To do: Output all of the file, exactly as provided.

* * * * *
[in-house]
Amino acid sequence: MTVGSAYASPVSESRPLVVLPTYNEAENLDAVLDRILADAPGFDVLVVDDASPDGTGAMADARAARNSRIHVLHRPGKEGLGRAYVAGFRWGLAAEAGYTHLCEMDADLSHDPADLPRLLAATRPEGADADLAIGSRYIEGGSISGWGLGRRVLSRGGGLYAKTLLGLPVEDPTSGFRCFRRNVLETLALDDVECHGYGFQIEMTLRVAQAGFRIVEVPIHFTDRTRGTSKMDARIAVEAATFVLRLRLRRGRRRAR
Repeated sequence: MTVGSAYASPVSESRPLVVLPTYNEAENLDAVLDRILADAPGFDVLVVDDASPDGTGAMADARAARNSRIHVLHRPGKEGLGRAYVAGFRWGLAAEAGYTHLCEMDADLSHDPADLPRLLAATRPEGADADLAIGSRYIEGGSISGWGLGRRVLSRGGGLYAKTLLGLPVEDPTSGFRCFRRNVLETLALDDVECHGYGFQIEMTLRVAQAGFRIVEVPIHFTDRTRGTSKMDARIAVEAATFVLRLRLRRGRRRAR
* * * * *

[in-house]
Amino acid sequence: MTVGSAYASPVSESRPLVVLPTYNEAENLDAVLDRILADAPGFDVLVVDDASPDGTGAMADARAARNSRIHVLHRPGKEGLGRAYVAGFRWGLAAEAGYTHLCEMDADLSHDPADLPRLLAATRPEGADADLAIGSRYIEGGSISGWGLGRRVLSRGGGLYAKTLLGLPVEDPTSGFRCFRRNVLETLALDDVECHGYGFQIEMTLRVAQAGFRIVEVPIHFTDRTRGTSKMDARIAVEAATFVLRLRLRRGRRRAR
Repeated sequence: MTVGSAYASPVSESRPLVVLPTYNEAENLDAVLDRILADAPGFDVLVVDDASPDGTGAMADARAARNSRIHVLHRPGKEGLGRAYVAGFRWGLAAEAGYTHLCEMDADLSHDPADLPRLLAATRPEGADADLAIGSRYIEGGSISGWGLGRRVLSRGGGLYAKTLLGLPVEDPTSGFRCFRRNVLETLALDDVECHGYGFQIEMTLRVAQAGFRIVEVPIHFTDRTRGTSKMDARIAVEAATFVLRLRLRRGRRRAR